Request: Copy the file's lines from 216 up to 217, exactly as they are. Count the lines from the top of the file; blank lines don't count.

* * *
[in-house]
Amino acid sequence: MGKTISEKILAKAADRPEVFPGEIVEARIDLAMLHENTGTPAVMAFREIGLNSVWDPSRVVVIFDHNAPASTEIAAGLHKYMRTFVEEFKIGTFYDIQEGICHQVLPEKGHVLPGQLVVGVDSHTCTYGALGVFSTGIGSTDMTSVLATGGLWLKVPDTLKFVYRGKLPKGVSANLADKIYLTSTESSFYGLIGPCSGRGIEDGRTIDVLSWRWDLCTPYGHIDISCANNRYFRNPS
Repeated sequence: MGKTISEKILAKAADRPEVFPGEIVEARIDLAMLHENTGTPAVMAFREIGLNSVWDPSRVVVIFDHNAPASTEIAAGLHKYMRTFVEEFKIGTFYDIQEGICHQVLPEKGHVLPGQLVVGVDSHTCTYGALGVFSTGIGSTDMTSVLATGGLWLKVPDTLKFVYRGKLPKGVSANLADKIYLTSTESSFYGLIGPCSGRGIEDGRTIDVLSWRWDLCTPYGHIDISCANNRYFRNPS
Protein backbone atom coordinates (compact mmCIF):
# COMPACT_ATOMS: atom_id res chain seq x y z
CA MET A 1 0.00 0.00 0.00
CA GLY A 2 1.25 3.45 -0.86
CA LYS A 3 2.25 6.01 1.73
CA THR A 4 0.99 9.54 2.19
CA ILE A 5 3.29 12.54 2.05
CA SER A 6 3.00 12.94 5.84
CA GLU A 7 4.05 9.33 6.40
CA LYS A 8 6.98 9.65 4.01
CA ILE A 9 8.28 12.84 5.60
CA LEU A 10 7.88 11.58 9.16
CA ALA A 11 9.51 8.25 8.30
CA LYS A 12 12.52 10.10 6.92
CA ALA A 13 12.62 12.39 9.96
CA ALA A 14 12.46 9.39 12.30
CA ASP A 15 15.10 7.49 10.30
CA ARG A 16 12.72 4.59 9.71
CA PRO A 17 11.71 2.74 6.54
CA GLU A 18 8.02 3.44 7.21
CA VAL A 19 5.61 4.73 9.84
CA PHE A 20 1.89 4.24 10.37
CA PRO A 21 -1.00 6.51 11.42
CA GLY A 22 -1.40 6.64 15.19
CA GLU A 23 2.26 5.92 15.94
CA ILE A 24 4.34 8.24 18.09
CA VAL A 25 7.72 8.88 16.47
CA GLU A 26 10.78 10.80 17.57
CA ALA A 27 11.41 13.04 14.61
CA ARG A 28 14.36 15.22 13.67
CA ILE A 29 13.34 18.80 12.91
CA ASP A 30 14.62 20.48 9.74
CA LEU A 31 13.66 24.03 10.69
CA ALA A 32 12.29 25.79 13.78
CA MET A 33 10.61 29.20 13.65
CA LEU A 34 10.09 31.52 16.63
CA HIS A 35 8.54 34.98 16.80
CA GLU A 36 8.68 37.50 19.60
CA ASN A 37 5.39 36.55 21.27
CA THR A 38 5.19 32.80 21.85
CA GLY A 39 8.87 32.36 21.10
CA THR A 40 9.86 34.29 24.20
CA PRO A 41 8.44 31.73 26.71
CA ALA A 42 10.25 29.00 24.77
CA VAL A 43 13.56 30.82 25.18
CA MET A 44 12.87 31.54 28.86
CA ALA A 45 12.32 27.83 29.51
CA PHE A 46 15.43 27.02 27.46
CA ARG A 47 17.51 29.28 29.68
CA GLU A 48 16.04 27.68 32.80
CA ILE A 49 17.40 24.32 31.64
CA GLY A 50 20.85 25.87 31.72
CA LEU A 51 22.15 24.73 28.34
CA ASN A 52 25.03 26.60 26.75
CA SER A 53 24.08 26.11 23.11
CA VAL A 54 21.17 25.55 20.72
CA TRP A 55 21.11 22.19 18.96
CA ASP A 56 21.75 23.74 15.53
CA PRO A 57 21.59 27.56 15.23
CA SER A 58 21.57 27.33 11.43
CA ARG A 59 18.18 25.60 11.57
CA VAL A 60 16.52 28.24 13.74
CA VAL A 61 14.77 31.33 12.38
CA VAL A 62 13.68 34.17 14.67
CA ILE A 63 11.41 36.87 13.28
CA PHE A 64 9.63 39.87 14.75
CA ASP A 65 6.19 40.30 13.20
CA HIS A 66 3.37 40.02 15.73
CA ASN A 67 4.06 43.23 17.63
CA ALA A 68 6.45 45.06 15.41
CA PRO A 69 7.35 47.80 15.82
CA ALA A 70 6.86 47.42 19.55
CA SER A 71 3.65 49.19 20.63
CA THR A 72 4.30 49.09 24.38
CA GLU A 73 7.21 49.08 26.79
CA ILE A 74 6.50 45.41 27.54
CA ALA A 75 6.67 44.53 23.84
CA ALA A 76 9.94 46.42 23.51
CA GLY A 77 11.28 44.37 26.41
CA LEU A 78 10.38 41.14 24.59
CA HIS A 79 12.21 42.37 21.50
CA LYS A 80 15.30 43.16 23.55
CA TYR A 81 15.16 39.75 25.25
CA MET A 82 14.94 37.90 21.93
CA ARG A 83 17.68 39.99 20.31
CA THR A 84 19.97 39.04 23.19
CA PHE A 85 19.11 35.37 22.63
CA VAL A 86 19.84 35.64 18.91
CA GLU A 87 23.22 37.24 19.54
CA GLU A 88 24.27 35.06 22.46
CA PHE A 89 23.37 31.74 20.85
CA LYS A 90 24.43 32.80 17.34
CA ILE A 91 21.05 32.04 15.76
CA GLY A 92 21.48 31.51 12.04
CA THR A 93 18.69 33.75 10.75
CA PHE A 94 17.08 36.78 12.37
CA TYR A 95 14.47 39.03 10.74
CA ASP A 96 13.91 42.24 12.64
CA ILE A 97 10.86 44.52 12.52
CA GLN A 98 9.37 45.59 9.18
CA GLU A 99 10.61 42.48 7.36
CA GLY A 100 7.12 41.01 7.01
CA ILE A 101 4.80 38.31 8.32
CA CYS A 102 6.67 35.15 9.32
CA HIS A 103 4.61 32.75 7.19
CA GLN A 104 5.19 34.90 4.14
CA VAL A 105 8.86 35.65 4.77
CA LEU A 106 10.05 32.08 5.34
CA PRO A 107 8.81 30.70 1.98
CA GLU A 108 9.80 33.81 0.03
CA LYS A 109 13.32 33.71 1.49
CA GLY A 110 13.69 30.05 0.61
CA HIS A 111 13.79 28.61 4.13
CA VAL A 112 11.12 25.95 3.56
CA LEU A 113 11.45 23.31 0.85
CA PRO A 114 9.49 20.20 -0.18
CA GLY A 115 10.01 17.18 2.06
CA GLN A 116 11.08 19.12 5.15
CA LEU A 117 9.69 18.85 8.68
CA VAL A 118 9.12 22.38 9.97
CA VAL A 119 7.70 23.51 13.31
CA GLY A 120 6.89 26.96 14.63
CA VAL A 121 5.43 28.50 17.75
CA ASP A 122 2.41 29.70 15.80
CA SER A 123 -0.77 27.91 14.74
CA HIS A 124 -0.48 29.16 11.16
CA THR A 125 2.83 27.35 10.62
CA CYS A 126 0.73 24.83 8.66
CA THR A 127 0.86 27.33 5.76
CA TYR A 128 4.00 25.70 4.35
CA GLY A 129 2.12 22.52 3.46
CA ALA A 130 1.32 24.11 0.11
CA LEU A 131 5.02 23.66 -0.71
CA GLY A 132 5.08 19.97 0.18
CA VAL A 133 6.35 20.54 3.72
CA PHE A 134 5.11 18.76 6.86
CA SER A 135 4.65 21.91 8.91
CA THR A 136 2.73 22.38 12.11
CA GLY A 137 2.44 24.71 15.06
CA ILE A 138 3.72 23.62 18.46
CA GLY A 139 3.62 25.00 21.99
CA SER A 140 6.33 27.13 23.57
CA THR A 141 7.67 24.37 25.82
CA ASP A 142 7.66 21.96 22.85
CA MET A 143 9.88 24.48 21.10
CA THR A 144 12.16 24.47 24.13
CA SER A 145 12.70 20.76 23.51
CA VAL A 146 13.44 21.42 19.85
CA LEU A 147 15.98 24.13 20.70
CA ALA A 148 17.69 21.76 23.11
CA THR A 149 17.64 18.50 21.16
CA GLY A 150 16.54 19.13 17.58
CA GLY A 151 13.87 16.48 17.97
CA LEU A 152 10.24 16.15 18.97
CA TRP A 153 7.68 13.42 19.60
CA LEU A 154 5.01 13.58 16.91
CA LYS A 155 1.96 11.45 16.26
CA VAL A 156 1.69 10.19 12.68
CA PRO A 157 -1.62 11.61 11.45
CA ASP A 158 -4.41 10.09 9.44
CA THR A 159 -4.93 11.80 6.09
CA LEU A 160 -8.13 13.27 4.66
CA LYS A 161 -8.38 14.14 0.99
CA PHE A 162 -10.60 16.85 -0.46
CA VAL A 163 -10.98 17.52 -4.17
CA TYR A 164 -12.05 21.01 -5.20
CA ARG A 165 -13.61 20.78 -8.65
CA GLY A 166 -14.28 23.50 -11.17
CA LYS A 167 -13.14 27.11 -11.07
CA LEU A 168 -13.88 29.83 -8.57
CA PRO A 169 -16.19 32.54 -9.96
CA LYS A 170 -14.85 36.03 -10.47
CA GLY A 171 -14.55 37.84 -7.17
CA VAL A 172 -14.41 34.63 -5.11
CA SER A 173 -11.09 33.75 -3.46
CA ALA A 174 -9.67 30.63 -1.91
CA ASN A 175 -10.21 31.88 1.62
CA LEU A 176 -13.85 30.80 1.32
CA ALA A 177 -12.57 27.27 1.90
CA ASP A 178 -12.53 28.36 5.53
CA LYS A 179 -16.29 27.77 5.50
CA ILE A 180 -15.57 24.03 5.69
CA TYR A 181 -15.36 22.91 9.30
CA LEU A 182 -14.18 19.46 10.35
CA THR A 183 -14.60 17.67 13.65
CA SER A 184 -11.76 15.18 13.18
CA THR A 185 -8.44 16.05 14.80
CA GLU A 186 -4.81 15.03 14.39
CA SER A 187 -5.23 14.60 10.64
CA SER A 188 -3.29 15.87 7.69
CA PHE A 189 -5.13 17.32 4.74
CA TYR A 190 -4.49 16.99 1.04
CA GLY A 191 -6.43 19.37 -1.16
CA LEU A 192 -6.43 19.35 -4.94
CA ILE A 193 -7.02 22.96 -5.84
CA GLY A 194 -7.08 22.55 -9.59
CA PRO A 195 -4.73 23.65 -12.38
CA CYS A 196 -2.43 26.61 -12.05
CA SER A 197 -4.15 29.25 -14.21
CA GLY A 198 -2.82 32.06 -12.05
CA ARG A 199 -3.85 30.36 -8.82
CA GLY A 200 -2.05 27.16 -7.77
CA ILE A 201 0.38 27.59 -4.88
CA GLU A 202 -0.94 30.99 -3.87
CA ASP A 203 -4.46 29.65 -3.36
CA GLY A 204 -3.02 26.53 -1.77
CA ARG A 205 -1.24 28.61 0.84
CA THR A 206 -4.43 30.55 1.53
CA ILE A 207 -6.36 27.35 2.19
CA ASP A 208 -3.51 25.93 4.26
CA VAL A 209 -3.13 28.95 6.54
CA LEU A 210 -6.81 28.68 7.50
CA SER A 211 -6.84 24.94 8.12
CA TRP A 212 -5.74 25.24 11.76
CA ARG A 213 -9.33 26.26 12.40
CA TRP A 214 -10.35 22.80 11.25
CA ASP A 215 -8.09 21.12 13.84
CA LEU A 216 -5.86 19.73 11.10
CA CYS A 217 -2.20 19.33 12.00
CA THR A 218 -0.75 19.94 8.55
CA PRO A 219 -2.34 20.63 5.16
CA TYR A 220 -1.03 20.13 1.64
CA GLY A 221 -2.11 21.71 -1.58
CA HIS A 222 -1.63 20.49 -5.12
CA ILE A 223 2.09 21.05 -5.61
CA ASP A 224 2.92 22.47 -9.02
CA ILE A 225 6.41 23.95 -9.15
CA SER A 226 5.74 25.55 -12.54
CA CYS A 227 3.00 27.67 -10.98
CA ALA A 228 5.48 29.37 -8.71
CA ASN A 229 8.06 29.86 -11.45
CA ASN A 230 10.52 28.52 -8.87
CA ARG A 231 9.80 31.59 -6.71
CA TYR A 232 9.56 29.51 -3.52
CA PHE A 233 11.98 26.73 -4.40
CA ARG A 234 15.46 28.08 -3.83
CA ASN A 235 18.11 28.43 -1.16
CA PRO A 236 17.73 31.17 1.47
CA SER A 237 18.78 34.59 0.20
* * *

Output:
CA SER A 211 -6.84 24.94 8.12
CA TRP A 212 -5.74 25.24 11.76